• In other words, “if a stock increased on the last price update, it was probably in a good state for that” and its “next price change is likely to also be positive.” The notion here is that under an optimal strategy, an investor would “sell (or not buy) a stock when he believes that it is more likely to be in the bad state than in the good state; and to buy (or hold) the stock when he believes that it is more likely to be in the good state.” As Jesse Livermore knew, it followed the notion of holding onto or buying the stocks that are working and selling or not buying the ones that aren’t.
  • The researchers analyzed the trades by focusing on the “regret-devaluation mechanism.” This theory suggests that investors feel regret after seeing the price of a stock they sold increase. The investor is then less likely to repurchase the stock because it would “prolong the regret, creating an undeniable fact that the stock was sold at a low price and then bought again at a higher price.” This is called the “repurchase effect.” The researchers also assumed the reverse is true: participants would be happy after the price of a stock they sold dropped, and would increase “the expected utility of repurchasing the stock.”

Now that we have laid out their methodology and assumptions, here were their findings:

  • The researchers found that “investors do experience regret when receiving information that indicates a trading decision is ex-post suboptimal.” They observed a fall in brain activity in the location where studies have shown a response to “predication errors and regret-related signals” when participants saw that the price of a stock they had sold rose. Additionally, “the strength of this neural regret signal correlates with the size of the repurchase effect across [their] subject pool.” These results showed the size of the repurchase effect varied across participants, but was “greater than the level displayed by an optimal trader for 26 of the 28 subjects.”
  • They also found that “neural activity in the vmPFC (our note: a specific part of the human brain) negatively correlates with the forgone capital gain at the moment when a subject is presented with the opportunity to repurchase a stock.” Since “decision values are encoded in the vmPFC,” this showed that respondents’ expected utility of repurchasing a stock is lower if it increased in price after they sold it. Moreover, they discovered that “the specific subarea of the vmPFC that we find to encode the foregone capital gain at a buying opportunity is nearly the exact subarea that we find to encode the capital gain at the time of a selling decision.”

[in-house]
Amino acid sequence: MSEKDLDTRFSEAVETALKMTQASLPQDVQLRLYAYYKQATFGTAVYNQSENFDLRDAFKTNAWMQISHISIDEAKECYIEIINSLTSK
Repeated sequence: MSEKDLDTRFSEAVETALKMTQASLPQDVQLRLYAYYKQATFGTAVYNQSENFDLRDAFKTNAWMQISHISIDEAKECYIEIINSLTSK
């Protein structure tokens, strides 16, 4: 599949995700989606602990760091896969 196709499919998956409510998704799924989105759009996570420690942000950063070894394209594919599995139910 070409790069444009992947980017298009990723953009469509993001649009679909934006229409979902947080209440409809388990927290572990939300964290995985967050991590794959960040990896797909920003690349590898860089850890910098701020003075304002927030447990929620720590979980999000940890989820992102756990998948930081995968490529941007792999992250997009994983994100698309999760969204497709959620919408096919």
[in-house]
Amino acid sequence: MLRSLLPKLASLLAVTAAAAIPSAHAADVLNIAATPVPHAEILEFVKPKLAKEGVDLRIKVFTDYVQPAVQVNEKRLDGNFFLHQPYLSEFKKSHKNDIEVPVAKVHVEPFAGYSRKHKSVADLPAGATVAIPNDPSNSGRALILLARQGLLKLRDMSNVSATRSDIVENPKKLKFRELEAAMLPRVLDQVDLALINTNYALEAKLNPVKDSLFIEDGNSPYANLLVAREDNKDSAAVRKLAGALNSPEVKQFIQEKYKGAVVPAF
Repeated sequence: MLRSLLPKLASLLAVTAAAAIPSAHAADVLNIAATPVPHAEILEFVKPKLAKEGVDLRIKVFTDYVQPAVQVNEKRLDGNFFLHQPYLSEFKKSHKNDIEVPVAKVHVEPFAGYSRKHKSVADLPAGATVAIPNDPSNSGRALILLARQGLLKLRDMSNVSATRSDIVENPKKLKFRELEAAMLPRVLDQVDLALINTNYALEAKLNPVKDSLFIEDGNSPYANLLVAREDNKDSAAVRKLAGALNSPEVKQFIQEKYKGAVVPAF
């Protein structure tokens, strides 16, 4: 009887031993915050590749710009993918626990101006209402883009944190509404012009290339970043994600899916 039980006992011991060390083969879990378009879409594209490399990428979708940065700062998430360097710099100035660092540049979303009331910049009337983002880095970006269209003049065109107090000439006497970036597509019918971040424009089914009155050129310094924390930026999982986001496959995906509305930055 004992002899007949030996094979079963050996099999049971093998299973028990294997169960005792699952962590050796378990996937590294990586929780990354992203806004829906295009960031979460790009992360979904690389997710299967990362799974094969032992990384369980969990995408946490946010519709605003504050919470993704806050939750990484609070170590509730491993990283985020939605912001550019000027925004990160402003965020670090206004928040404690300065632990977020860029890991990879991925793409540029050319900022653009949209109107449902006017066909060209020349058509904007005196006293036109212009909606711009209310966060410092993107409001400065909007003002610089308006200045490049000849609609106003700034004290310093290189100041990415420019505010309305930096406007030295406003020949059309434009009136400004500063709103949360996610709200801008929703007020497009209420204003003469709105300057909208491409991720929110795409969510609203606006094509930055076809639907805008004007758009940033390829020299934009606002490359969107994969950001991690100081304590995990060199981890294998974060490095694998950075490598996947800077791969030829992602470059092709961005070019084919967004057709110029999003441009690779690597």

• This led the researchers to analyze the relationship between the repurchase effect and the disposition effect (“a greater tendency to sell stocks at a gain compared to stocks at a loss”). They found the disposition effect was similarly costly as the repurchase effect given that their “experimental design induces positive short-term autocorrelation in price changes” on the basis that strong recent performance will likely continue. Selling a stock with positive price momentum sacrifices potential and likely future gains. Thus, they likened selling winning stocks to holding onto losers – both hurt returns.
  • The study’s results also showed a high correlation between the repurchase effect and disposition effect (r=0.71). The researchers concluded that “subjects who exhibit purchasing mistakes are also more likely to exhibit selling mistakes, suggesting that there may be a common psychological mechanism that governs both types of trading mistakes.” For further evidence, they found “traders who are slow to realize losses are also slow to repurchase stocks that have gone up since the last sale” and that “traders who are quick to realize gains are also quick to repurchase stocks that have gone down since last sale.” With that said, they also recognized “traders who are quick to repurchase stocks that have gone down, are not necessarily slow to repurchase stocks that have gone up.”
  • Lastly, they did a follow up experiment to find if investors were trading with certain beliefs, such as the idea that stocks revert to the mean. In this case, participants would buy losers and sell recent winners. Even still, they found “a significant number of suboptimal trading decisions” that an “irrational belief” – such as mean reversion – “cannot explain.”

In sum, investors fall privy to both the repurchase effect and the disposition effect as humans are driven by regret and the fear of loss. This causes investors to more likely buy losing rather than winning stocks, and sell winning rather than losing companies. Instead, the optimal strategy is to buy or hold onto stocks with positive price momentum and cut losses by selling stocks with negative price momentum. Even though most traders like Jesse Livermore understand these concepts, emotions often circumvent logic. That’s why keeping behavioral biases in check can be just as important to returns as studying fundamentals and the macro environment.

To end, we’ll leave you with this last Jesse Livermore quote: “It takes a man a long time to learn all the lessons of his mistakes. They say there are two sides to everything. But there is only one side to the stock market; and it is not the bull side or the bear side, but the right side.”